Many of us are familiar with the popular verses written about love in 1 Corinthians 13. We read that,
4 Love is patient and kind; love does not envy or boast; it is not arrogant 5 or rude. It does not insist on its own way; it is not irritable or resentful; 6 it does not rejoice at wrongdoing, but rejoices with the truth. 7 Love bears all things, believes all things, hopes all things, endures all things. 8 Love never ends…
These verses are loaded with meaning, so much so that I’m stuck on the first three words, “Love is patient.” In the past, I thought about being patient for a period of time – a day, a week, or maybe a month? But the Lord showed me something last winter that I have been thinking about ever since.
I was worried about one of my children and how a decision might affect this child’s life. My mind was running to the future – months and years stretching out before us. I envisioned all of the painful possibilities and in my fear, I wanted to grab some false sense of control, and change this child right here and now.
Then I was struck by something. When God says, “Love is patient,” He is not talking about a short period of time, He may be speaking about years of patience. We tend to lock people in to the way we see them here and now, but God does not see them that way at all; He sees their entire life story stretching from beginning to end. He is writing our children’s stories with His mighty and gentle hand – they are not locked in to the present, but are always moving along the path of their lives.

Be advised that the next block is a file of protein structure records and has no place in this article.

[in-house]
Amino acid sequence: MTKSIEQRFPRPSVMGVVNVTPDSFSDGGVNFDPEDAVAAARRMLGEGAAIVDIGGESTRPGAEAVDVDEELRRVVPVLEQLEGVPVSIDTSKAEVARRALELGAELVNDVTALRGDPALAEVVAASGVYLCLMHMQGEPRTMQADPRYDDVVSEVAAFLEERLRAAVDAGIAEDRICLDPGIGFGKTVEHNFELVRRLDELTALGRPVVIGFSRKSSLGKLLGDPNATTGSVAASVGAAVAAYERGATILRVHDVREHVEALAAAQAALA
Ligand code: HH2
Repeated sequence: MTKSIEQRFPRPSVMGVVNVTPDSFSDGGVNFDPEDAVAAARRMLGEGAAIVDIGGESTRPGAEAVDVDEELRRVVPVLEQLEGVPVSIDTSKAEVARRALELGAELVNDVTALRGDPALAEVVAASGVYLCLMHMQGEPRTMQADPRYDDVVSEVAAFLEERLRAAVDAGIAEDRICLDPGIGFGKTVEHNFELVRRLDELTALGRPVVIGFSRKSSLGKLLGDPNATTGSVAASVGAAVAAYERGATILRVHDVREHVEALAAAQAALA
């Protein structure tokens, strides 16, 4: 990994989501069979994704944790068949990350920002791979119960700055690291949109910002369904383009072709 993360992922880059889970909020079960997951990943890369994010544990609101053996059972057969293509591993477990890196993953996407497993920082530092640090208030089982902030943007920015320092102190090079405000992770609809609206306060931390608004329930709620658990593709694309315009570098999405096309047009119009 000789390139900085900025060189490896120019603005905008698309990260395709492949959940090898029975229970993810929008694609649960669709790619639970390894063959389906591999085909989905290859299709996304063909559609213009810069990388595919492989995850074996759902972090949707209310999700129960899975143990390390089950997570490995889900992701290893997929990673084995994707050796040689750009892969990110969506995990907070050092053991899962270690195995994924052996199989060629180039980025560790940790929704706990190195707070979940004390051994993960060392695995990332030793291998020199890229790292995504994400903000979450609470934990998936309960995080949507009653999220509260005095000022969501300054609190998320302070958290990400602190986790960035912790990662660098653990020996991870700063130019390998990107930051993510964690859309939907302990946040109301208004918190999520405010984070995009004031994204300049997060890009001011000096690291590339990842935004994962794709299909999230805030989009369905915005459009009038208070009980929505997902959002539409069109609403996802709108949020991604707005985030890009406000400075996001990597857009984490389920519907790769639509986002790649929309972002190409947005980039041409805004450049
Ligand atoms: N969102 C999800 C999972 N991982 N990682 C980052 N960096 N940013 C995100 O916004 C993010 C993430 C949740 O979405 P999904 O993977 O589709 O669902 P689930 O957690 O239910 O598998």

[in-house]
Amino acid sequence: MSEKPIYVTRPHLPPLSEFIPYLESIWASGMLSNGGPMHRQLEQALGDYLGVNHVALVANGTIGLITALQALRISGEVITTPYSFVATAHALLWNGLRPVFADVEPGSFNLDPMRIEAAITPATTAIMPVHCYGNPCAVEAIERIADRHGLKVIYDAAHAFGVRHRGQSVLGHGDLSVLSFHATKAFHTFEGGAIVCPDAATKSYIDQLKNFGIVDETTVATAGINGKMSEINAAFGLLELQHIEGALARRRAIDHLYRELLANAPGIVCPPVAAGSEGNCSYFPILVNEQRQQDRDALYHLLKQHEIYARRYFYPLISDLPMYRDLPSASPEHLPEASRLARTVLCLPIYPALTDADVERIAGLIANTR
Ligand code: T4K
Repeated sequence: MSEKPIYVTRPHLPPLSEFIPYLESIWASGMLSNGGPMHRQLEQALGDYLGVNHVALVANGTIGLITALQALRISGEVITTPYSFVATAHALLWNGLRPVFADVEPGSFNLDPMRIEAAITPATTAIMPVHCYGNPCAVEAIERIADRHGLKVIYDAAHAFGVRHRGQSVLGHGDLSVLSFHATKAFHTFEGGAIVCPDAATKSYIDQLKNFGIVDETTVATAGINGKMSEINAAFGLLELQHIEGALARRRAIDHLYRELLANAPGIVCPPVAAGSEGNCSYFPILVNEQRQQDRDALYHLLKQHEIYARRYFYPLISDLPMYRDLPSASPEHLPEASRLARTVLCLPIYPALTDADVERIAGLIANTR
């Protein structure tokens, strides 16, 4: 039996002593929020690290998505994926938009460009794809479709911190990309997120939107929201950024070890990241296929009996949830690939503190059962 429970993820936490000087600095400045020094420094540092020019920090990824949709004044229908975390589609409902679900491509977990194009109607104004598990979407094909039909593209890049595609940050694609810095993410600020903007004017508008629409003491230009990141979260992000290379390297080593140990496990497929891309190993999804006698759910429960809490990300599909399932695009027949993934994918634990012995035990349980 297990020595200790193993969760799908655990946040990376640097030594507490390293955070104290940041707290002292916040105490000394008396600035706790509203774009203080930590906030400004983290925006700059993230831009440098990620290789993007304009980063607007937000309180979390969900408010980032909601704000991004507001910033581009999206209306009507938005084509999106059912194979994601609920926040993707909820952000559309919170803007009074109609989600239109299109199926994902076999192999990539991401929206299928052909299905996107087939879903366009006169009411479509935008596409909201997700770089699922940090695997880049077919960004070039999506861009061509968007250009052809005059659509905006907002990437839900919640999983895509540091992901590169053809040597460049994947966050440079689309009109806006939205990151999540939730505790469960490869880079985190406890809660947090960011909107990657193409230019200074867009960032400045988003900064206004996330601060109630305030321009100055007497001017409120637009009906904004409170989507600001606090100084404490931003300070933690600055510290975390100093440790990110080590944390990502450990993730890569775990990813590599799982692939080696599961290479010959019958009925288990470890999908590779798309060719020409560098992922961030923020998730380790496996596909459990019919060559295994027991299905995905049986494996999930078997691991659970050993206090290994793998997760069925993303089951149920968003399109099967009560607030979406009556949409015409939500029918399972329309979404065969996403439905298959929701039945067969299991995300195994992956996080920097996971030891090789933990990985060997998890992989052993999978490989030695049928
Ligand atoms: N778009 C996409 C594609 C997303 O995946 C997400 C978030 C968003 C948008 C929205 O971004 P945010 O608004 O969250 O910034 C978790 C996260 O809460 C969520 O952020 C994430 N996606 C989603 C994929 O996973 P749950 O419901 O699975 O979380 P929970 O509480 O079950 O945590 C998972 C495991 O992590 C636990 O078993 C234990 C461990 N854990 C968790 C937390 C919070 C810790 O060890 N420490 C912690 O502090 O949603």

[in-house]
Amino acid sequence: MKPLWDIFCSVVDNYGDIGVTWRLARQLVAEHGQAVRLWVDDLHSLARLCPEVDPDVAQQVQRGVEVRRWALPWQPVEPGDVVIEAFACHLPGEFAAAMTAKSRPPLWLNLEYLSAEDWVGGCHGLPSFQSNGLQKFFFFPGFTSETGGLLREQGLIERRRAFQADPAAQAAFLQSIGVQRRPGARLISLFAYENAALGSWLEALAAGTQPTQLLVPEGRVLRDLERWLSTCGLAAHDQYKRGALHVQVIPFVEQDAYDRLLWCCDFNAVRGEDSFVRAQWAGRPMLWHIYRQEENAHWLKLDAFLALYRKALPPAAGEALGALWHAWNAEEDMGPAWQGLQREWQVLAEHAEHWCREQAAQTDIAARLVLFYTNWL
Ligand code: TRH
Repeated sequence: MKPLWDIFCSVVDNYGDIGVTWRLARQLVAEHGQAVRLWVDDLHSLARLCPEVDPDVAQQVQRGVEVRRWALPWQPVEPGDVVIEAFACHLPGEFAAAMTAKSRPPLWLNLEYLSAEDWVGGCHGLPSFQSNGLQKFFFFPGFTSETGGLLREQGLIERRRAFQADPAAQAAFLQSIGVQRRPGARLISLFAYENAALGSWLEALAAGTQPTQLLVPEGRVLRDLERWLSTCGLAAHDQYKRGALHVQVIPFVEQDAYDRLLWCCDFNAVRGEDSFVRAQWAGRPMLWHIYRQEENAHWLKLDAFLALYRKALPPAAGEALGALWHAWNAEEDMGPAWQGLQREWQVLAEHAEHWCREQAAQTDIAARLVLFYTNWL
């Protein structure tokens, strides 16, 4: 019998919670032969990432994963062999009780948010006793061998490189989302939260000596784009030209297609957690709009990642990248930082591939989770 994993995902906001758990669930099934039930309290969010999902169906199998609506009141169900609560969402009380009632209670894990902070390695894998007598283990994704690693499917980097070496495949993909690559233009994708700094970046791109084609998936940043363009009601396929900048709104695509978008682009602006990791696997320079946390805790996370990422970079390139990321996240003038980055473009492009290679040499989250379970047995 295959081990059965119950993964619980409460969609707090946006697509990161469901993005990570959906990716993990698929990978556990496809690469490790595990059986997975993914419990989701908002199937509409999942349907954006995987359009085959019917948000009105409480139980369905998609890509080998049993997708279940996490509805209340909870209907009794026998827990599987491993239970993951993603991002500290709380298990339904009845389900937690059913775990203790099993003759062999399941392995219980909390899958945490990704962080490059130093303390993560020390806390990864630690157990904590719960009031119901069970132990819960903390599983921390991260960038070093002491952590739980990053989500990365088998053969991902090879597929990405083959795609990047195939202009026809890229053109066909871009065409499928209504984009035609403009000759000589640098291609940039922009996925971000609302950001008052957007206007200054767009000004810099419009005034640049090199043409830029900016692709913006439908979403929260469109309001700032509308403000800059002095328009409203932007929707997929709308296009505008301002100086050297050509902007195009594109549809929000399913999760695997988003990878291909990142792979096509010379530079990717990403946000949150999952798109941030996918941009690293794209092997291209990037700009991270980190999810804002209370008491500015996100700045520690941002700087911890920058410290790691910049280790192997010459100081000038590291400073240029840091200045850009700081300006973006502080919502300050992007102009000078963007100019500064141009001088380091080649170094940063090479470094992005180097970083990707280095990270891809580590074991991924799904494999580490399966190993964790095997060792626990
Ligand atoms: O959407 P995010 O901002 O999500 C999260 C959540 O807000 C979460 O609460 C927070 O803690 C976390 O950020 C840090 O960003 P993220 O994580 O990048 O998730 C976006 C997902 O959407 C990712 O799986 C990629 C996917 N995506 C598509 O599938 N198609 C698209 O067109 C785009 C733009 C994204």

What does this mean to me as a mother? Each of my children is on a journey. I need to be patient and lovingly allow the Lord to lead them, even when it is painfully slow or uncomfortable. While I must speak truth to them, after all, “love rejoices in the truth,” it is vital that I sit with them in their mess, right where they are, and let their story unfold.
We are mothers and fathers who know that, “Love bears all things, believes all things, hopes all things, endures all things.”
We must always trust that God loves our children far more than we do and while we would like to control their life stories, making them neat and tidy, we can’t deprive them of their own journey with God.
I am quite sure that when I was a teen, my parents feared I had ruined my life – and they were not alone. Looking back, we can now see that the trials in that season were part of my journey to becoming the woman and mother I am now.
Love is patient – may we be patient with our children, and the people we love, trusting that God is the Great Author. We can’t expect the beautiful ending when we’re still in the early chapters of the book – pray, wait, then pray some more.